Michael Steele: GOP is 'convulsing with conspiracy theories' — and it's a 'death trap' for democracy
Michael Steele (MSNBC)

On Tuesday, writing for MSNBC, former Republican National Committee chair Michael Steele laid into his longtime party, calling its recent behavior a "death trap for American democracy."

"Addressing a reunion of Civil War soldiers in 1875, President Ulysses S. Grant predicted that the dividing line in the nation's next great conflict 'will not be Mason's or Dixon's, but between patriotism and intelligence on one side, and superstition, ambition and ignorance on the other,'" wrote Steele, a frequent critic of the direction of the party. "A century and a half later, a once proud Republican Party is convulsing with conspiracy theories and lies about the 2020 election while desperately trying to recast the insurrection of Jan. 6 as nothing more than a tourist event."

The GOP ought to have abandoned Trump after he crashed and burned in 2020, noted Steele — but instead they're doubling down on his false claims that the election was stolen from him.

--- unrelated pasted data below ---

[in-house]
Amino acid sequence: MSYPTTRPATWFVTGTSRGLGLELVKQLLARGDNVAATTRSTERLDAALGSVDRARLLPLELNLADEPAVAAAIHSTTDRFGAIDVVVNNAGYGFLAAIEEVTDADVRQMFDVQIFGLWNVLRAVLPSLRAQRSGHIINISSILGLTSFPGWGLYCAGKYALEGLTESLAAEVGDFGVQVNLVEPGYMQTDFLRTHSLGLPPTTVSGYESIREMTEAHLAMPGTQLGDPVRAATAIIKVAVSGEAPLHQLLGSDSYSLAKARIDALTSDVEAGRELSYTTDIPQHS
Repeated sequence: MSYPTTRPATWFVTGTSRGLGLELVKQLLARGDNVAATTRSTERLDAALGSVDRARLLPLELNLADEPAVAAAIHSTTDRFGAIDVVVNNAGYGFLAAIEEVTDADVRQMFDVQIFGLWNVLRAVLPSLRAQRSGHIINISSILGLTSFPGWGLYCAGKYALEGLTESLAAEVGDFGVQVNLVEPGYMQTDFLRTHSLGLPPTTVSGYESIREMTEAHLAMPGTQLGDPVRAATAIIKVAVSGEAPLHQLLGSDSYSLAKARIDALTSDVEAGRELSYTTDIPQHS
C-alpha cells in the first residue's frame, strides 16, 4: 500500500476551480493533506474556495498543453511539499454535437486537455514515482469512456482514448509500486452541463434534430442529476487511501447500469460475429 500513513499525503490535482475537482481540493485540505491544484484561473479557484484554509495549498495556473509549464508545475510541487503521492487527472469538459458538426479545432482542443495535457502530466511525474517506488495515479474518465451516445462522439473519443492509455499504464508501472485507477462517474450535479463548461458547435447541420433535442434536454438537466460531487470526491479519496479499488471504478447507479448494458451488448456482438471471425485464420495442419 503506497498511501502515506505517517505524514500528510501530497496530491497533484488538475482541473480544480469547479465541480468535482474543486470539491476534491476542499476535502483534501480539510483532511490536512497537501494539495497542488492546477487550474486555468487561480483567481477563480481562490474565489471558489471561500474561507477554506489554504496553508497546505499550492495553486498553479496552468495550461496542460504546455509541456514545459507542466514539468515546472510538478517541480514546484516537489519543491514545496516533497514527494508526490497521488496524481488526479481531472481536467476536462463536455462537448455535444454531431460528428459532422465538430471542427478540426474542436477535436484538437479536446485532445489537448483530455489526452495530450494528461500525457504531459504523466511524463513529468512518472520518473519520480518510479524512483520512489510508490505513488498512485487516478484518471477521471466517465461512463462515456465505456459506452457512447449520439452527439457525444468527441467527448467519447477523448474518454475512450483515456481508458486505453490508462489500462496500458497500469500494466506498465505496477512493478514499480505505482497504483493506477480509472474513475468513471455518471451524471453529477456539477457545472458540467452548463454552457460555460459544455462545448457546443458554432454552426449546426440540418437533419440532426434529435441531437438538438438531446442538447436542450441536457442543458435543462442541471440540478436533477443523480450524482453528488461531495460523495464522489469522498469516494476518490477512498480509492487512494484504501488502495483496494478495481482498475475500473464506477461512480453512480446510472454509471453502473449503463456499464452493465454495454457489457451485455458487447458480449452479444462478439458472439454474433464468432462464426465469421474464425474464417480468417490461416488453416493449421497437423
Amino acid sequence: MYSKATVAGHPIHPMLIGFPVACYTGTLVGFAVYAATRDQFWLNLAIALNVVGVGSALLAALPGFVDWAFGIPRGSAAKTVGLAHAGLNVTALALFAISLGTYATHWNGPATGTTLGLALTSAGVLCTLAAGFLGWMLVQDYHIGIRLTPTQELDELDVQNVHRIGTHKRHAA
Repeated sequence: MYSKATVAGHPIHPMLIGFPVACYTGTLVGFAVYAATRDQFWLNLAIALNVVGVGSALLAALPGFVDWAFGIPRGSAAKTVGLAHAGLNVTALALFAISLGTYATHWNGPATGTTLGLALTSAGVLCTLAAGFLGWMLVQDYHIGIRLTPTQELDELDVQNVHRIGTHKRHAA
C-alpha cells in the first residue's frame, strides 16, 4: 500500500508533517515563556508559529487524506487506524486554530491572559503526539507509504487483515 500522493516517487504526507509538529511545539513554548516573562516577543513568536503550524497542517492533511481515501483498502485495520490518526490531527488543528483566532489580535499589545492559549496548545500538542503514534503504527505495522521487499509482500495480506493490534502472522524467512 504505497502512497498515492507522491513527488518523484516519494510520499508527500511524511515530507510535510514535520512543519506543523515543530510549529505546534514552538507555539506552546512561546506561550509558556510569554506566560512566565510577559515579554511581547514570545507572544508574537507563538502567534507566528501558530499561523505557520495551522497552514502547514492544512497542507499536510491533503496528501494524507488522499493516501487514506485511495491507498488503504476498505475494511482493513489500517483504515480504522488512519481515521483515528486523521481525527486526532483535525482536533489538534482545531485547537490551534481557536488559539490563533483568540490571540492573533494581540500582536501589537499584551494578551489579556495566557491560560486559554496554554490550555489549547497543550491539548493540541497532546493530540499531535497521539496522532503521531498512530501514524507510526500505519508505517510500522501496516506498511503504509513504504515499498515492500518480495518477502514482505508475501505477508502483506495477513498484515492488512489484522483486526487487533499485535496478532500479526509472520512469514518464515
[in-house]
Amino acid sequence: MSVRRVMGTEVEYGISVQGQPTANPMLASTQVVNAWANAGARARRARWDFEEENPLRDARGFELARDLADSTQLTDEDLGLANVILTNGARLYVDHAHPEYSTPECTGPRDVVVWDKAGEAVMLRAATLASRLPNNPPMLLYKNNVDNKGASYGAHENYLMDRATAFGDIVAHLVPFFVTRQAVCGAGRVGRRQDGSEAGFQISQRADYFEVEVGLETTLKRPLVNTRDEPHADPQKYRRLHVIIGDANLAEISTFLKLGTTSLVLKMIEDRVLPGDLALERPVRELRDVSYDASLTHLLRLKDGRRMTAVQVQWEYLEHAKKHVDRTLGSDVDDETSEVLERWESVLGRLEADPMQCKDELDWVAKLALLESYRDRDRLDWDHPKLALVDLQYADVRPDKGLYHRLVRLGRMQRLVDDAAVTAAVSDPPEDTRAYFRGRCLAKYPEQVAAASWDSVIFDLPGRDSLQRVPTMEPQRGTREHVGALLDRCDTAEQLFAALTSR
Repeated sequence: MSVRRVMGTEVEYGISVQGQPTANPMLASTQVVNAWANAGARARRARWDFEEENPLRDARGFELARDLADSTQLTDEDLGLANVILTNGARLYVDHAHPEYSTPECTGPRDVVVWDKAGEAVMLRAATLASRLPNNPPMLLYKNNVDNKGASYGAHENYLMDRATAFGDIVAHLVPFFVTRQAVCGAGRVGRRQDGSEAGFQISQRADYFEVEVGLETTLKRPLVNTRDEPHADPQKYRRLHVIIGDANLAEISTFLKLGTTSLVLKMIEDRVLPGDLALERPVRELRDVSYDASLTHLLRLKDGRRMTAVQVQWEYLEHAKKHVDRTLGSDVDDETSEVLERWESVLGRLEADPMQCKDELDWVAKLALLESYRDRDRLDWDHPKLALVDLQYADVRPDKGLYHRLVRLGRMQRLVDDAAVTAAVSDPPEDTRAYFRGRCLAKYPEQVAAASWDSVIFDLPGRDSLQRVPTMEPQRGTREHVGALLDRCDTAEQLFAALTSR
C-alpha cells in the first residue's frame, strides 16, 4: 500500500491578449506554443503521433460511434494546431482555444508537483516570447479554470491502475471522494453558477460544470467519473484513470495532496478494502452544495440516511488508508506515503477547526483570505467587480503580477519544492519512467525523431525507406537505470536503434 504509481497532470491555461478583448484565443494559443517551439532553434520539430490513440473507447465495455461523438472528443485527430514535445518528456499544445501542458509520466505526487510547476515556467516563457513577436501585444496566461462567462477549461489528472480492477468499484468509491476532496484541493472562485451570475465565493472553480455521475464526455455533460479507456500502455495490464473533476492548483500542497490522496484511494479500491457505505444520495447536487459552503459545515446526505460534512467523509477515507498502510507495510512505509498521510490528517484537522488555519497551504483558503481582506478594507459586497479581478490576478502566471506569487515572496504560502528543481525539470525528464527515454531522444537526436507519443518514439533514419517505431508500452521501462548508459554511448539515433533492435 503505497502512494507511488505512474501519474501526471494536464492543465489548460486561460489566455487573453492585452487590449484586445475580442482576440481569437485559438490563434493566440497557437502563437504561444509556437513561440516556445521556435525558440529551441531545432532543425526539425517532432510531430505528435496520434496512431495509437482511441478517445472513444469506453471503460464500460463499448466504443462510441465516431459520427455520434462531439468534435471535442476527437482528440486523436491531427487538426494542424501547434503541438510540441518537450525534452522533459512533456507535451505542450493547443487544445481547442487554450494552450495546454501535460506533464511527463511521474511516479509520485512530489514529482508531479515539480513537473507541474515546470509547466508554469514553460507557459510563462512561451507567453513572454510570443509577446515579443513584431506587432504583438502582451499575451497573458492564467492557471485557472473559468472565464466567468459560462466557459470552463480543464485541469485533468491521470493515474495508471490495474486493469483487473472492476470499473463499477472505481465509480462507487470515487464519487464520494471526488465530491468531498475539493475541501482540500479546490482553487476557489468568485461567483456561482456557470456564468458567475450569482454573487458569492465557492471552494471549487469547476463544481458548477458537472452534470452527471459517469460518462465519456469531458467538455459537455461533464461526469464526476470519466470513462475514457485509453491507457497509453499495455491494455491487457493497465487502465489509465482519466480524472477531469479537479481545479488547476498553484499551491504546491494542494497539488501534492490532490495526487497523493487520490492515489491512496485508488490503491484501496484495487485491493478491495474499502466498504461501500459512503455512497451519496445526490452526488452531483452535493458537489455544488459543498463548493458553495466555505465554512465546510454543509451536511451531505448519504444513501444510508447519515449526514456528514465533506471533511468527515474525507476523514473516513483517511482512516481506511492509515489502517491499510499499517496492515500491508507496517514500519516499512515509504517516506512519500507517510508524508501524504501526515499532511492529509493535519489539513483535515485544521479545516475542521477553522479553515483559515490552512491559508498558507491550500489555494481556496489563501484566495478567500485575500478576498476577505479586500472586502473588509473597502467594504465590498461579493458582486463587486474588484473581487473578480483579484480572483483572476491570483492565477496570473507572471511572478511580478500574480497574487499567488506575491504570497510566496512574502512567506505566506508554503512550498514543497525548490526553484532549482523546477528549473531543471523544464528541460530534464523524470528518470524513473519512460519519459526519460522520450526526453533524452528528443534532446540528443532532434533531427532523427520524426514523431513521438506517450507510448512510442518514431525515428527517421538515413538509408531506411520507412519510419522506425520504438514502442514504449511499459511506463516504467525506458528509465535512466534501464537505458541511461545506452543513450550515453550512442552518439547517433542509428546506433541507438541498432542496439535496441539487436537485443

"Since his exile to the modern-day Elba of Mar-a-Lago, the disgraced former president's mantle of lies and divisiveness has been trumpeted by elected GOP apostates of Republicanism and the conservative ideals that animate its principles," wrote Steele. "Willing to speak truth only in whispers and behind closed doors, they have taken a jackhammer to the very foundation of our democracy as they persist in promoting the 'big lie.'" And, he wrote, they even purged Rep. Liz Cheney (R-WY) from leadership in favor of a less conservative Republican because she wouldn't defend those falsehoods.

"Defeating ambition and ignorance with patriotism and intelligence will require us to follow Lincoln's advice to engage one another and our nation around core principles for a successful American democracy like pluralism and civic responsibility; or the rule of law and Constitutional order, so as to make converts to truth and justice day by day, neighbor by neighbor, conversation by conversation," concluded Steele. "Yeah, we have some work to do; otherwise, this does not end well — for any of us."

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